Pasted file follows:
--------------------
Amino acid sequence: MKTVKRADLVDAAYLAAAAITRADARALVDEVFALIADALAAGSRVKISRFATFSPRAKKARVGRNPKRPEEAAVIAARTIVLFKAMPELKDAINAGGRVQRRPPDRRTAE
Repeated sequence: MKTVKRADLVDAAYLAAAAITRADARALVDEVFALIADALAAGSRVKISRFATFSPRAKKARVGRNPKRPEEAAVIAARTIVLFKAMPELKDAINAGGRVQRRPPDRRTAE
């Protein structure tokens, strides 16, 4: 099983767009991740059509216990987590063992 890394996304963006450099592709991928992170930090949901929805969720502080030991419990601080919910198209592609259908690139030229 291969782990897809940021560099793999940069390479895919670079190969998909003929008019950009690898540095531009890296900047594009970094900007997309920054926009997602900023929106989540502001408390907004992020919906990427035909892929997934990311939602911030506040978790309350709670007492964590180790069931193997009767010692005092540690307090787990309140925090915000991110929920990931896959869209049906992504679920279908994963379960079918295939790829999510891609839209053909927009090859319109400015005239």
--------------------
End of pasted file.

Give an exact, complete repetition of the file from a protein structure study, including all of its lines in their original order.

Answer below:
Amino acid sequence: MKTVKRADLVDAAYLAAAAITRADARALVDEVFALIADALAAGSRVKISRFATFSPRAKKARVGRNPKRPEEAAVIAARTIVLFKAMPELKDAINAGGRVQRRPPDRRTAE
Repeated sequence: MKTVKRADLVDAAYLAAAAITRADARALVDEVFALIADALAAGSRVKISRFATFSPRAKKARVGRNPKRPEEAAVIAARTIVLFKAMPELKDAINAGGRVQRRPPDRRTAE
């Protein structure tokens, strides 16, 4: 099983767009991740059509216990987590063992 890394996304963006450099592709991928992170930090949901929805969720502080030991419990601080919910198209592609259908690139030229 291969782990897809940021560099793999940069390479895919670079190969998909003929008019950009690898540095531009890296900047594009970094900007997309920054926009997602900023929106989540502001408390907004992020919906990427035909892929997934990311939602911030506040978790309350709670007492964590180790069931193997009767010692005092540690307090787990309140925090915000991110929920990931896959869209049906992504679920279908994963379960079918295939790829999510891609839209053909927009090859319109400015005239």